A consortium led by toll road giant Transurban (TCL) is buying full control of Sydney’s WestConnex road system for more than $11 billion after winning the NSW government’s auction of its 49% of the business.
NSW Treasurer Dominic Perrottet said on Monday that the state had finalised the sale to Sydney Transport Partners (STP), consisting of Transurban, AustralianSuper, the Canada Pension Plan Investment Board, Abu Dhabi’s sovereign wealth fund, and new member, Canada’s Caisse de dépôt et placement du Québec.
Transurban told the ASX that it will raise $4.22 billion of new equity from securityholders to fund its portion of the deal.
Of that, $3.97 billion will be raised through a 1-for-9 entitlement offer to eligible securityholders at a price of $13 — an 8.3% discount to its closing price of $14.18 on Friday
AustralianSuper — which is an investor in the ASX-listed Transurban as well as a consortium member — will buy $250 million of shares at $13.07 each in addition to taking up all the shares available to it under the entitlement offer.
That will take TCL’s total raising to $4.247 million.
“WestConnex is one of the largest road infrastructure projects in the world with an enterprise value of $33 billion based on this transaction,” Transurban CEO Scott Charlton said in a statement yesterday.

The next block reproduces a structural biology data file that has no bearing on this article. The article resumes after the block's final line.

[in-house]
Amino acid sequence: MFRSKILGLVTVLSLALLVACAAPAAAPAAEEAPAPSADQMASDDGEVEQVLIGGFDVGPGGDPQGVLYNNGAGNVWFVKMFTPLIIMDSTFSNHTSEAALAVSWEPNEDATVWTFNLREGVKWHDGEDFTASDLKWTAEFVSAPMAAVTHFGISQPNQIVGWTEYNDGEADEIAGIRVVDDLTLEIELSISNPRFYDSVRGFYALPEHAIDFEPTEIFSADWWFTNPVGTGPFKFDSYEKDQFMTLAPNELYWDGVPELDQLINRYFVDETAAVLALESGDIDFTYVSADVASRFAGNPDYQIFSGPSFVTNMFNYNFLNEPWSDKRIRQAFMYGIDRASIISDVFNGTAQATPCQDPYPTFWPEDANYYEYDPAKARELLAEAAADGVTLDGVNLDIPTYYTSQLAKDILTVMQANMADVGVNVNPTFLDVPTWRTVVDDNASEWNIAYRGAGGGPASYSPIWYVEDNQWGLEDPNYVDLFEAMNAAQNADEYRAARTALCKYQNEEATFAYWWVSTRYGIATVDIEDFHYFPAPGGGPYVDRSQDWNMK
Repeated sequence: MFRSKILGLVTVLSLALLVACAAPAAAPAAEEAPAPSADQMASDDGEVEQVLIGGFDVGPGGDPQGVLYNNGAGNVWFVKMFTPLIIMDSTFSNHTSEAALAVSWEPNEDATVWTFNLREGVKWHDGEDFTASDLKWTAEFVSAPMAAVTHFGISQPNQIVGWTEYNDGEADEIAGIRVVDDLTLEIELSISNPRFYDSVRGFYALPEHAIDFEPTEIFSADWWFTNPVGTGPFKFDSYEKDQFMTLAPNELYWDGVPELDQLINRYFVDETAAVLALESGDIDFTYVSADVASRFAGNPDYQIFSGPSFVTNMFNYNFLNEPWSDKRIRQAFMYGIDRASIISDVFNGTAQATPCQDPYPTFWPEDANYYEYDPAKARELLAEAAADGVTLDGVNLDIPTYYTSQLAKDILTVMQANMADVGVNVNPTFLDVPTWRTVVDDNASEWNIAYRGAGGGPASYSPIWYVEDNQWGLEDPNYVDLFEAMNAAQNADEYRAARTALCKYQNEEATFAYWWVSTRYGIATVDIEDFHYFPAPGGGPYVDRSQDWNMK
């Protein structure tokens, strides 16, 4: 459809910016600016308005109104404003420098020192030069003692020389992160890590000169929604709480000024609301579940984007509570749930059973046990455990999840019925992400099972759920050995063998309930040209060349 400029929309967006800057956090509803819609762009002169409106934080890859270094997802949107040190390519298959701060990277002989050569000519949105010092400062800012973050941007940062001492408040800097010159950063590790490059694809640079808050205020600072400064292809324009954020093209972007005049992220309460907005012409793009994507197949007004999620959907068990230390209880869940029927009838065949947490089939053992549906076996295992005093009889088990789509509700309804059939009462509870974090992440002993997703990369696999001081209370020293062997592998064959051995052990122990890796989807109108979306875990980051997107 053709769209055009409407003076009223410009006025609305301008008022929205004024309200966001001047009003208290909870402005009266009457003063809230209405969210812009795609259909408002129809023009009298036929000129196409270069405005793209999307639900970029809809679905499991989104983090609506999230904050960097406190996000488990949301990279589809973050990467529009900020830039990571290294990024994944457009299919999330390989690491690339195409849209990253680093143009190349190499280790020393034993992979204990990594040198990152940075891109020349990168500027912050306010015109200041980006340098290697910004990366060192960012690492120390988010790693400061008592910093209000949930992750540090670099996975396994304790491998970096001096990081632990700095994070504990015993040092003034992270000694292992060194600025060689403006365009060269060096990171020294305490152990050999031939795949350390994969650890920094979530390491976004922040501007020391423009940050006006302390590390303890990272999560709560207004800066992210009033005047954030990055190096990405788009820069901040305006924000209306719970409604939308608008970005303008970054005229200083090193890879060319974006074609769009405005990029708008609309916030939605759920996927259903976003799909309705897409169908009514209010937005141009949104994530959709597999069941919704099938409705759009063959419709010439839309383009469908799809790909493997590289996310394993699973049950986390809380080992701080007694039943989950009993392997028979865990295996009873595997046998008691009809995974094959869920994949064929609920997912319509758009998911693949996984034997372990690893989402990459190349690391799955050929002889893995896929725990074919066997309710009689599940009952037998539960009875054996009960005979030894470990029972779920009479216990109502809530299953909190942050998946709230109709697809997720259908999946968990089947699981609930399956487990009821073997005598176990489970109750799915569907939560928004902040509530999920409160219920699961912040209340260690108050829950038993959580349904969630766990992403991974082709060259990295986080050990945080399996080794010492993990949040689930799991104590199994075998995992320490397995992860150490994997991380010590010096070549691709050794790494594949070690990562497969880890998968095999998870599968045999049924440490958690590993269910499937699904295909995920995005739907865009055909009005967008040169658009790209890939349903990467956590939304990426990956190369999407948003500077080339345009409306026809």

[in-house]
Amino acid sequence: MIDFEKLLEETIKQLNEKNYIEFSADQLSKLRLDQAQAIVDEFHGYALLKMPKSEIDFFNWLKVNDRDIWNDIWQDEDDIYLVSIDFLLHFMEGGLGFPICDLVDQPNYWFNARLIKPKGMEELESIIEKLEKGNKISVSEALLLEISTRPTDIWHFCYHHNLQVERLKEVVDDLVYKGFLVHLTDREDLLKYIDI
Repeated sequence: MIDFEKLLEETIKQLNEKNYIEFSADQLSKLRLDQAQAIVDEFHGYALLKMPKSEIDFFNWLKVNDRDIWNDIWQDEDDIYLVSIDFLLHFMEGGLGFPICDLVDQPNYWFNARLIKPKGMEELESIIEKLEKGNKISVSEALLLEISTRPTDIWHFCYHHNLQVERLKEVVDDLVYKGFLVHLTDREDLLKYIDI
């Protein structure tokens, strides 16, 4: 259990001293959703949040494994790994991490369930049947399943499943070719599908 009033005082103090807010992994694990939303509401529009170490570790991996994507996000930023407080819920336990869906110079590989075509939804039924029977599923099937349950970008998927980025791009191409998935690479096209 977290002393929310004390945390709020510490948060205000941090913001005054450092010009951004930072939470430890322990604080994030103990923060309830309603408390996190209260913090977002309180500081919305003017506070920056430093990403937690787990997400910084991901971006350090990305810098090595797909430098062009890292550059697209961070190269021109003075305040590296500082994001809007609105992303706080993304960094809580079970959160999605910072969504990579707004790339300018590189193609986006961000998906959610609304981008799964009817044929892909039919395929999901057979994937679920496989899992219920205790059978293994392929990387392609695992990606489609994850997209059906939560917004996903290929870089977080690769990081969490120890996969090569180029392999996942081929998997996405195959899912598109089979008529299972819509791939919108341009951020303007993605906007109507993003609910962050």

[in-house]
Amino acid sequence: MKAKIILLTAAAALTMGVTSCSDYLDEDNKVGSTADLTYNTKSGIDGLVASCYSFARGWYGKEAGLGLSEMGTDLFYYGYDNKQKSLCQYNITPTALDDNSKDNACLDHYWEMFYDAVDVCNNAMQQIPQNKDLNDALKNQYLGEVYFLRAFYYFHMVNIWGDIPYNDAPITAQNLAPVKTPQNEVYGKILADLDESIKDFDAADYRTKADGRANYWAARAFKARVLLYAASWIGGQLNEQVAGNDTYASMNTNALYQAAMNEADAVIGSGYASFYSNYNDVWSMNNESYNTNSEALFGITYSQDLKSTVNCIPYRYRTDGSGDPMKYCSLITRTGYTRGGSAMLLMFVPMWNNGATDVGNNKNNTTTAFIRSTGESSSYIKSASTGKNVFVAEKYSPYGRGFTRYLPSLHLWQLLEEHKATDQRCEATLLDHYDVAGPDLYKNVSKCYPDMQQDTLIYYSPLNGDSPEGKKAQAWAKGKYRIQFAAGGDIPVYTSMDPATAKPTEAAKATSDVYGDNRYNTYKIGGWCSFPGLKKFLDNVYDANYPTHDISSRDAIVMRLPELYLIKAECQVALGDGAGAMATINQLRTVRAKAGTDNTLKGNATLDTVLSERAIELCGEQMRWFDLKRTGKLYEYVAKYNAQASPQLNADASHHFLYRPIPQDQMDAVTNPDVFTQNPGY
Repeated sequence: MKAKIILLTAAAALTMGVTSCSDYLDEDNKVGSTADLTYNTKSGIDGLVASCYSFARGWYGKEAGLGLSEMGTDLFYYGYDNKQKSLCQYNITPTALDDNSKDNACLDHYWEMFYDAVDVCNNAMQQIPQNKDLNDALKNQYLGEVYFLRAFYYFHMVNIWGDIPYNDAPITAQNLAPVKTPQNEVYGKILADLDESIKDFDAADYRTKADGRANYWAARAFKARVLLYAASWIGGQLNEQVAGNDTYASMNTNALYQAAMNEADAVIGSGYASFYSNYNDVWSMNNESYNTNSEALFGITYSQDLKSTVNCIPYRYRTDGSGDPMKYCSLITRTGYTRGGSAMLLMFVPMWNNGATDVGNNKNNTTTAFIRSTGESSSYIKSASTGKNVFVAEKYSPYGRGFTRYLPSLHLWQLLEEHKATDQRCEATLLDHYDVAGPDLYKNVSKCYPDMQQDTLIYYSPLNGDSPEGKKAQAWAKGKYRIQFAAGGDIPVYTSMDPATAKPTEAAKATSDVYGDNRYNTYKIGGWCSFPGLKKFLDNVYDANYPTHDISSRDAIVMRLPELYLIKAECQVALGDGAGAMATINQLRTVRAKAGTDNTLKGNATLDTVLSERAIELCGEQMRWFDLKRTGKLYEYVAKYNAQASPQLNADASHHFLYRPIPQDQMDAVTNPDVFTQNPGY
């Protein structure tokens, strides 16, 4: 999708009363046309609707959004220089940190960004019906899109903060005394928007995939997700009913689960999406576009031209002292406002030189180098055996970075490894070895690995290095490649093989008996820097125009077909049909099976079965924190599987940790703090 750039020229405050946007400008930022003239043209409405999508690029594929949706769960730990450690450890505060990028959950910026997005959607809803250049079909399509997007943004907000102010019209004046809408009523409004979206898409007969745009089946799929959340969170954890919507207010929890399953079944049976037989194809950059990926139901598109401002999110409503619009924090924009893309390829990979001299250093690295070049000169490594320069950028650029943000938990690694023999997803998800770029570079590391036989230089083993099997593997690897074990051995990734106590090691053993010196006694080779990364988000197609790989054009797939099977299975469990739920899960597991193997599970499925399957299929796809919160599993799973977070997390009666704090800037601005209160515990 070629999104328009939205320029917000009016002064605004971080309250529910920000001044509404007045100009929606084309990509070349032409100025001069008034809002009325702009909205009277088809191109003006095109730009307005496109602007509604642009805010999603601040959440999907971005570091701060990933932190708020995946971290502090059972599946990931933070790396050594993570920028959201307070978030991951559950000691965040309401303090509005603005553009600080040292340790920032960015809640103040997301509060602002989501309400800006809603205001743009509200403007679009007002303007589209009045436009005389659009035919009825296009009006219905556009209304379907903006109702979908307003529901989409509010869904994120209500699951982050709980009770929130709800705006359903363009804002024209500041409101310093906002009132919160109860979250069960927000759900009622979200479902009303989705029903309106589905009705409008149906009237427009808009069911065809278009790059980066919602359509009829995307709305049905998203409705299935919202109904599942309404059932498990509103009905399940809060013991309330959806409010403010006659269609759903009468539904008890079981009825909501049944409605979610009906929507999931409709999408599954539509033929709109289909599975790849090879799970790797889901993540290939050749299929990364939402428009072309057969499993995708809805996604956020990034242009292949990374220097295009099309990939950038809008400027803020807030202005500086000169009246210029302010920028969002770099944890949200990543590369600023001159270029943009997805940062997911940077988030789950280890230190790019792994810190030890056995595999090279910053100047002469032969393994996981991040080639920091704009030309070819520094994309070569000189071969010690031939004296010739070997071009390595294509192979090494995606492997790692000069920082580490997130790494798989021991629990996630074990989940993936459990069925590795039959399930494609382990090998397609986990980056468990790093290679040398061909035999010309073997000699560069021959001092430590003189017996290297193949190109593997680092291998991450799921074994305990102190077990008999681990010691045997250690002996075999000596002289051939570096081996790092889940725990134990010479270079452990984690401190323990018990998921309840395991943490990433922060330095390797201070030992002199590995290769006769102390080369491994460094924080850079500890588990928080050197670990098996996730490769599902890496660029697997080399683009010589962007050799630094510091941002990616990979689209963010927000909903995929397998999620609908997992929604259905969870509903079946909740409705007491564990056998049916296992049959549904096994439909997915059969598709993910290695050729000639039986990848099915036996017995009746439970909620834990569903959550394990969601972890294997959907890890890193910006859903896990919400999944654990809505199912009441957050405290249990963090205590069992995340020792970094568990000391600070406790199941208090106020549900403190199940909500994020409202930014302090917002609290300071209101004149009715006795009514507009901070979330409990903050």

“We feel privileged to take Sydney Transport Partners’ holding in this critical asset to 100 per cent.”
Transurban will control the road until 2060. Between now and 2040, Transurban can increase tolls on the road every year by the greater of inflation (consumer price index) or 4%, and then by inflation for the 20 years after that
Treasurer Perrottet said the latest sale was structured in two tranches to maximize competition and achieve the best price.
“This transaction continues our successful asset recycling strategy, which has been the cornerstone of our record A$108.5 billion infrastructure pipeline that has built and upgraded schools, hospitals, road and rail across the state,” Mr Perrottet said.
He said net proceeds from the sale will be invested in NSW state’s sovereign wealth fund, before being used to retire an equivalent amount of debt.